The long, slow cooking time in the oven renders the brisket so tender and flavorful, you’ll swear it came straight from heaven.
What to buy: If you’re having a hard time finding brisket, just ask your butcher. This tough cut is a classic for slow, low, long cooking. Either the first or second cut of the brisket will work for this recipe.
Look for fresh epazote in Mexican groceries in Texas, California, or other warm states. Look for dried epazote in the spice section of Latin supermarkets or online.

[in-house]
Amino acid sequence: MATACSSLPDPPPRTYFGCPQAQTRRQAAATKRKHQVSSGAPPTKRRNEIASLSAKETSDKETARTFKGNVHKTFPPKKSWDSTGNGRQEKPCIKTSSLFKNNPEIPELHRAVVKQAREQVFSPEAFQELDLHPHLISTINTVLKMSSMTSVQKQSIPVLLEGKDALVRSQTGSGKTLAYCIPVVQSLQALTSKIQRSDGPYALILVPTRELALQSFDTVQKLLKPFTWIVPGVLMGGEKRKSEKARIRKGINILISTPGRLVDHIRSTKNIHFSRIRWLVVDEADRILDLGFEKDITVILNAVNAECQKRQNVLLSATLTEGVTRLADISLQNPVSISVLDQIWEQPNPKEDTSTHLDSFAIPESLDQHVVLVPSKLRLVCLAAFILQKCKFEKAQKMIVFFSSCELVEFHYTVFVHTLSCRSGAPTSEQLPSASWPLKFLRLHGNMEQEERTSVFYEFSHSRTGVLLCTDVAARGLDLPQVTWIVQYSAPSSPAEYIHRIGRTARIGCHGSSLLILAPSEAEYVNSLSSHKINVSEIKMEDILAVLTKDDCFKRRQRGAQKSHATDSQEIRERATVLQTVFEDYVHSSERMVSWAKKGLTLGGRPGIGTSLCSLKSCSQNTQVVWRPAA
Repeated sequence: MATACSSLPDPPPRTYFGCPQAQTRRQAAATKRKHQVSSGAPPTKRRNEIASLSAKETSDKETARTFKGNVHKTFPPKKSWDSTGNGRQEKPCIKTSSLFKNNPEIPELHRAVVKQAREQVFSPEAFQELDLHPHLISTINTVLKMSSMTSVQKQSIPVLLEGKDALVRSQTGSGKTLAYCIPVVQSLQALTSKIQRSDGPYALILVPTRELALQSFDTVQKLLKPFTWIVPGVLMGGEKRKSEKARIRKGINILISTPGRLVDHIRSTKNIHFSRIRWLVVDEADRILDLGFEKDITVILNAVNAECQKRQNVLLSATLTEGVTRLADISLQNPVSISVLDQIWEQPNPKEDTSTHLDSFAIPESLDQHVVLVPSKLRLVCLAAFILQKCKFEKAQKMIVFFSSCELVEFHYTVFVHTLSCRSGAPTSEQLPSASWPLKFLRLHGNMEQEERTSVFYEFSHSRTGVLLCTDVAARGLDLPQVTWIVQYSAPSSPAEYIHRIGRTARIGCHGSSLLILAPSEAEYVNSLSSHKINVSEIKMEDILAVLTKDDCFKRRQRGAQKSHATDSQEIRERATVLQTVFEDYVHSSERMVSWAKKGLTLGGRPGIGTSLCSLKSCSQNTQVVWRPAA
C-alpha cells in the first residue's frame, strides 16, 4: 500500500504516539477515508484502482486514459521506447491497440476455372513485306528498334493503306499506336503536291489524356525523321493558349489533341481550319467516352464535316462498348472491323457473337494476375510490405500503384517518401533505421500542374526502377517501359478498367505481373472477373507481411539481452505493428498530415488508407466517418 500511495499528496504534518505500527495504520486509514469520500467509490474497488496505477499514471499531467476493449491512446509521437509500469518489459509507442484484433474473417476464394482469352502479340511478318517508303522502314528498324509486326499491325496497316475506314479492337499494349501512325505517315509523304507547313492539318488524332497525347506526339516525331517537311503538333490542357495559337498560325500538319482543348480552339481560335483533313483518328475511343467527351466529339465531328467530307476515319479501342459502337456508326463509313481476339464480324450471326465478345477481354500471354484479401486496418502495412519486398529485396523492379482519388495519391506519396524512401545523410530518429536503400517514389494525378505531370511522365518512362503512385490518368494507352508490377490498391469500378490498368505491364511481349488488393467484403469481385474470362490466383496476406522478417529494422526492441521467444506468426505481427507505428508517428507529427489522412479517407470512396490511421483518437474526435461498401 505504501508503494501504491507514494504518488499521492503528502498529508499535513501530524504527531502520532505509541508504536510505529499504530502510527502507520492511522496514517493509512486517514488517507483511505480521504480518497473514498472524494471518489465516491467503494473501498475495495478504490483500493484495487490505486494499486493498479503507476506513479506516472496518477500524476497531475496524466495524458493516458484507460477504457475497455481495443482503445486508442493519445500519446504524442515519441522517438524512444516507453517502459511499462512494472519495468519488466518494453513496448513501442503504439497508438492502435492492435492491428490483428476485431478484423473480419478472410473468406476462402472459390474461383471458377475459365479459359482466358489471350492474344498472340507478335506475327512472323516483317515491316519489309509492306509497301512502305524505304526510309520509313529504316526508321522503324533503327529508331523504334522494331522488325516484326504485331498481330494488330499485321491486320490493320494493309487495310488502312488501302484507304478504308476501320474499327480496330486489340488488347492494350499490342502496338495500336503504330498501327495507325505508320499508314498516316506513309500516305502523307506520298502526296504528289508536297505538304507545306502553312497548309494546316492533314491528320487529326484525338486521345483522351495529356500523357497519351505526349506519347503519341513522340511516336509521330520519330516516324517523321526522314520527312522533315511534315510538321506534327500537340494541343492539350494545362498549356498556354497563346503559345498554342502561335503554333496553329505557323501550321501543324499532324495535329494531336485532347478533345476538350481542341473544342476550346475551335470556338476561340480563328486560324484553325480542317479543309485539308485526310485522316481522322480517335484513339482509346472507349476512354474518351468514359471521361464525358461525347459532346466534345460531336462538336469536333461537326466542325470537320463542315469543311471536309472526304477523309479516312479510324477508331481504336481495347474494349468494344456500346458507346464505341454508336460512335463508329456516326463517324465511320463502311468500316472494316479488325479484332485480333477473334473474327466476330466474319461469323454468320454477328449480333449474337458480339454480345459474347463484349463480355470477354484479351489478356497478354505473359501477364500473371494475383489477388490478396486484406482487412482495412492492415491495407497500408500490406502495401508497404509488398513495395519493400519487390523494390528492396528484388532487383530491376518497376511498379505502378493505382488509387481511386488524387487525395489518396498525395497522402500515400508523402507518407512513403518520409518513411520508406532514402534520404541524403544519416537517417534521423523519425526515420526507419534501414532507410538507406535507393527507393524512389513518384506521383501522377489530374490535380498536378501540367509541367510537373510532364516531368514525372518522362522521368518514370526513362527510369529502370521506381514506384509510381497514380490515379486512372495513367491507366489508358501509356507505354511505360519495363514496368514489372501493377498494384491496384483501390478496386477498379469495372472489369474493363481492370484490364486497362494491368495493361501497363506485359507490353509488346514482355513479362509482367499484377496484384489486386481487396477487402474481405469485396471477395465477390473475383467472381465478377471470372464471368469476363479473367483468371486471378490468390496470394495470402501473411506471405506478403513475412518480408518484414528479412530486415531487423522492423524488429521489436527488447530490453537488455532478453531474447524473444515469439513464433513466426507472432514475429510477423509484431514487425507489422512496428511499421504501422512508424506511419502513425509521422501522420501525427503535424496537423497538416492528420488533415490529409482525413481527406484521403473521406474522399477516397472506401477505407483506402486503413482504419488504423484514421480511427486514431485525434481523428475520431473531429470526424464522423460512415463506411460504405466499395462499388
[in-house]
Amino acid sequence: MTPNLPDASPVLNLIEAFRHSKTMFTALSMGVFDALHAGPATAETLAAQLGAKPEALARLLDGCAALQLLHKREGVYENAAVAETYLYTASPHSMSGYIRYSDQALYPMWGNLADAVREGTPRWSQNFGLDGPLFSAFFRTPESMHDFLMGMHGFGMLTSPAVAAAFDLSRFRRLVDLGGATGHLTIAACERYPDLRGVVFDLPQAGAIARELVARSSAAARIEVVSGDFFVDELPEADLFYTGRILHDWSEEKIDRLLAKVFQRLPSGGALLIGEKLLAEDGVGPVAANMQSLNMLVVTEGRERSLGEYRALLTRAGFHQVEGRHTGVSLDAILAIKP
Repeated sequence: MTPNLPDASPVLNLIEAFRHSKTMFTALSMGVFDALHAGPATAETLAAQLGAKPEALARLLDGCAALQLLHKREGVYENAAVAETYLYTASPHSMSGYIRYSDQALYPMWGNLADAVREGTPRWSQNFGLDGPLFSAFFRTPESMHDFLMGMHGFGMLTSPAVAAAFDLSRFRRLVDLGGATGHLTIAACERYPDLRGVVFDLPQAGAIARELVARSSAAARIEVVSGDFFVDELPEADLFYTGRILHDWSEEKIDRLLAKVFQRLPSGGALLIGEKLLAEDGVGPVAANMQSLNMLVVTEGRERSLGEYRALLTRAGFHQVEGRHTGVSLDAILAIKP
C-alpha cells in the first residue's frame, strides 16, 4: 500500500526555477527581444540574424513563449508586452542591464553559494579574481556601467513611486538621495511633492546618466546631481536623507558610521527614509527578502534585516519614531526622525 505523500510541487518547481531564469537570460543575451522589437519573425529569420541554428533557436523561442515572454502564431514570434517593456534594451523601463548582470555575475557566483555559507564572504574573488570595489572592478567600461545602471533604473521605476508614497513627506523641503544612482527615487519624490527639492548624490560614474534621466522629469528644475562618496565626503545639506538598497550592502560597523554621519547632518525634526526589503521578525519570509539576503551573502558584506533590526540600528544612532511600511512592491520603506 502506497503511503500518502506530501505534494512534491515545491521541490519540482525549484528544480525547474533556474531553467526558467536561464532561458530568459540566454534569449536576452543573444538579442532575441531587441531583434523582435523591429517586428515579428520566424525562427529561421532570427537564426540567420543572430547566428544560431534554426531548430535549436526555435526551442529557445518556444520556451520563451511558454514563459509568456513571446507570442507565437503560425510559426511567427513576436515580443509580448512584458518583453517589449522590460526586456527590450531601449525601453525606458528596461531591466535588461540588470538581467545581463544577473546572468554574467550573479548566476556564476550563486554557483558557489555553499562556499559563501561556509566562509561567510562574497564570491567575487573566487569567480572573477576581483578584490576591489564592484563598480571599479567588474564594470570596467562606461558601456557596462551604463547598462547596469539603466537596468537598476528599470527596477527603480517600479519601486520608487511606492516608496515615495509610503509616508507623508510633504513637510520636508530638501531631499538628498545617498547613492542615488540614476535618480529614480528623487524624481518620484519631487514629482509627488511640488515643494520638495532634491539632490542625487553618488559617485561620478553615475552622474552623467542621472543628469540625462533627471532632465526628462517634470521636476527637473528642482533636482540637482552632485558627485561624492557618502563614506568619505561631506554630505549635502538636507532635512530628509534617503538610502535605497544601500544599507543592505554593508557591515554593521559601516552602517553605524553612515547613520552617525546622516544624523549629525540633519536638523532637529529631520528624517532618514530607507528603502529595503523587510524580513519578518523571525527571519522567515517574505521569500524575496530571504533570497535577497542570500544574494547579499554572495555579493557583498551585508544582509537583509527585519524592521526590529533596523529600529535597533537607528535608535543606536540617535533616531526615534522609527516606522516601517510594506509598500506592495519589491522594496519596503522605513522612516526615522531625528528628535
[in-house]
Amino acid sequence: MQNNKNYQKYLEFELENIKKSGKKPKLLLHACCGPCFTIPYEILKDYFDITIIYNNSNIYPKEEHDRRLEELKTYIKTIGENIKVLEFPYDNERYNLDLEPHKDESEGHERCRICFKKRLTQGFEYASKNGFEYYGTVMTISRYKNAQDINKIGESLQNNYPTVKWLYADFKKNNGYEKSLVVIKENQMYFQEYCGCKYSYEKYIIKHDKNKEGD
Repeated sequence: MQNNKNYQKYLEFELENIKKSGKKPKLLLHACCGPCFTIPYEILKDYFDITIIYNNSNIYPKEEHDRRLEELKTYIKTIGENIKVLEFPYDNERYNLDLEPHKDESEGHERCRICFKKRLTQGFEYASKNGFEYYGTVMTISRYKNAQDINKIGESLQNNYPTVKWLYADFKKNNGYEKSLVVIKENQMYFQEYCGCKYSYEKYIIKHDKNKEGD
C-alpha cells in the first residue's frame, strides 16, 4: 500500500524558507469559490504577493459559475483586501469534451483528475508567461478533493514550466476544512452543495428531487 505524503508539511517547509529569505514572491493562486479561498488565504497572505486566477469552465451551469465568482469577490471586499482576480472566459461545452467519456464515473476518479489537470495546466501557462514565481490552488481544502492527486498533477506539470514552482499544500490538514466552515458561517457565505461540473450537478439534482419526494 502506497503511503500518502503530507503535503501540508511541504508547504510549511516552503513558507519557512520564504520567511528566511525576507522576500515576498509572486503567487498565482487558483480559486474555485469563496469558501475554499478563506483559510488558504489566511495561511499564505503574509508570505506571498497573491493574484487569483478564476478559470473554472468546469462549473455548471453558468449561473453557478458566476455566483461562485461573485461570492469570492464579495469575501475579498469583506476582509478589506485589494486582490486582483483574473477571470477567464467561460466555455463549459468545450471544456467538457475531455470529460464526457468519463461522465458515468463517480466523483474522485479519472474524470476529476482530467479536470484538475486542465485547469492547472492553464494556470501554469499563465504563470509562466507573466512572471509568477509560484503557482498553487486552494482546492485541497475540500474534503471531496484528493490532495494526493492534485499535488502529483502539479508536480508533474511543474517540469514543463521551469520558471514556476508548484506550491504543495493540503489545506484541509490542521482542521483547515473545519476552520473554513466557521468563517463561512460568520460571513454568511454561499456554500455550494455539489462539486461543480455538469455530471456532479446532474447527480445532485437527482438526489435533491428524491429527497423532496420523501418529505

Beverage pairing: The key to remember here is spice and complexity. Dishes like this brisket, which contains both chiles and cumin, require a straightforward wine that will not detract from their nuances. A deeply colored rosé will provide enough fruit to stand up to the beef, while complementing the subtle flavors in the dish. Try the 2005 Vin de Pays du Gard Rosé Mas de Guiot.